Seven-year-old Ward Stare tilted the album jackets out one by one, staring at the bold letters and intent faces on their covers. "Pick one and we'll play it," his dad finally offered, and Stare passed through all the jazz and blues and psychedelic rock 'n' roll and plucked Beethoven.
"I made him keep putting on more Beethoven, all the symphonies, that day," Stare recalls, "and when I found out Beethoven was deaf when he wrote half of them, that just blew me away." He begged his teacher to let him do a presentation on Beethoven; slightly taken aback, she agreed. "The other kids sat around sort of kicking their legs," he recalls, "probably not a hundred-percent interested in what I was saying. But I was really interested in trying to tell them."
When it came time to pick an instrument, Ward picked the trombone, because that's what his father played for fun in a local band. In no time, Ward was very, very good. And one night, he and his dad walked into the Rochester Philharmonic Orchestra boutique and happened to meet Dr. David Harman, Music Director of the RPO Youth Orchestra.
Ward's dad explained in a rush that his son was 11, probably too young for the Youth Orchestra but immensely talented and eager... . "Well, have him audition," said the director, skeptical but looking for an escape. Soon after, a quaking Ward auditioned: and was accepted.
Now, 15 years later, he's been named Resident Conductor of the SLSO, and will direct the acclaimed Saint Louis Symphony Youth Orchestra. SLSO Music Director David Robertson first met Stare last January. Stare was a conducting fellow at the Los Angeles Philharmonic and Robertson was guest conductor; together, they lead the Philharmonic in Ives's Central Park in the Dark, and Robertson "saw the complete control he had, the ability to do what is an almost mystical thing: I start, he starts, and we have to finish in the same place, and there's no way you can do it without complete trust. If it's working, it's magic, and if it's not, it's very hard to fix. That, to me, seems exactly the type of relationship one wants with a conductor, where it just works. So I was delighted when he put his candidature forward."
Stare trained at the Juilliard School and became Principal Trombone for the Lyric Opera Chicago at 18. But he'd wanted to conduct since: well, since Beethoven. At 21, an idea seized him: "We have a 26-week season, I'm young, and I have the resources; why am I not doing this?" He flew to Paris and studied conducting with private teachers at the Paris Conservatory and L'Ecole Normale. He has since conducted the Cleveland Orchestra, the Moscow Chamber Orchestra, and the Bangkok Symphony Orchestra, and he will conduct the Deutsches Symphonie Orchester in Berlin this spring.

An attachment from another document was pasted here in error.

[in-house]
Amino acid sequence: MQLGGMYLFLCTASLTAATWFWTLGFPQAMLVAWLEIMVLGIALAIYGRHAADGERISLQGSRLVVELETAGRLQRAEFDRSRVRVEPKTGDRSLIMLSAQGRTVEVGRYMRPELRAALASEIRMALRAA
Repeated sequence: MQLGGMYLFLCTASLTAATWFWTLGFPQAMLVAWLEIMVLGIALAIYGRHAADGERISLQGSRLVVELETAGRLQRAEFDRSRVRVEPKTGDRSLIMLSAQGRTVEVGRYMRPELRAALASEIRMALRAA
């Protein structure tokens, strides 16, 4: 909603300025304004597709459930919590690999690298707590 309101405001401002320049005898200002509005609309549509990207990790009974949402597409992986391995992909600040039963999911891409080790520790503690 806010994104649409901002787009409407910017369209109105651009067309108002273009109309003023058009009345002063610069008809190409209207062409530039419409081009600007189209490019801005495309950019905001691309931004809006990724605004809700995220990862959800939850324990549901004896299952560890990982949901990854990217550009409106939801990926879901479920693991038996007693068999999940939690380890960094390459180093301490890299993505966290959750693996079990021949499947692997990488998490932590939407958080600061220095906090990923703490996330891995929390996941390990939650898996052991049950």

Also a teacher, Stare coached the Chicago Youth Symphony brass section and has taught trombone since high school. "One thing I've always tried to do is emphasize the musical point of view: what you're trying to say," he remarks. "You do need to know where to put the bow, where to put the fingers, but if you get stuck in that technical minutiae, you lose the big picture, and the joy of the music-making starts to evaporate."
What he wants young musicians to have, first and foremost, is "the experience of playing great music at a really high level in a wonderful hall with friends. Most people don't have that experience ever. The only people I'm in touch with from my teenage years were in the youth orchestra, not even in my own school. And the youth orchestra in St. Louis is a very, very good orchestra; there are only a few in the country in the same class."
Not all its members will go on to careers as professional musicians, but all will be changed by the music, he predicts. "Music can help people look a bit deeper into their lives. It's thought-provoking; it stimulates introspection and can bring out people who are very shy. It leads to discoveries."
Stare spent two summers at the Aspen Music Festival and School, where he won conducting prizes and studied with David Zinman (who will conduct Berlioz's The Damnation of Faust with the SLSO April 17 and 18). "He taught me about the architecture," Stare says, referring to a conductor's responsibility for building an edifice in which every note relates to the whole. "He also really knows how an orchestra works: how in a certain passage, you need to look at the basses here to move this phrase. Little insights you can only get from experience."
For his part, Zinman says what he noticed about Ward was "whenever I gave him a suggestion, he could take it and learn from it, make something of it. That's not always the case!" Asked how Stare has changed under his tutelage, Zinman mentions "his command on the podium. Before he was flailing a bit; now he knows what he's doing."
Stare chuckles. "I used to be leaning and bending to get closer to the musicians, and he finally got me to stop. 'Quit squatting!' he'd say. And now that I've said that I'll probably do it again."
Jeannette Cooperman is a staff writer for St. Louis magazine.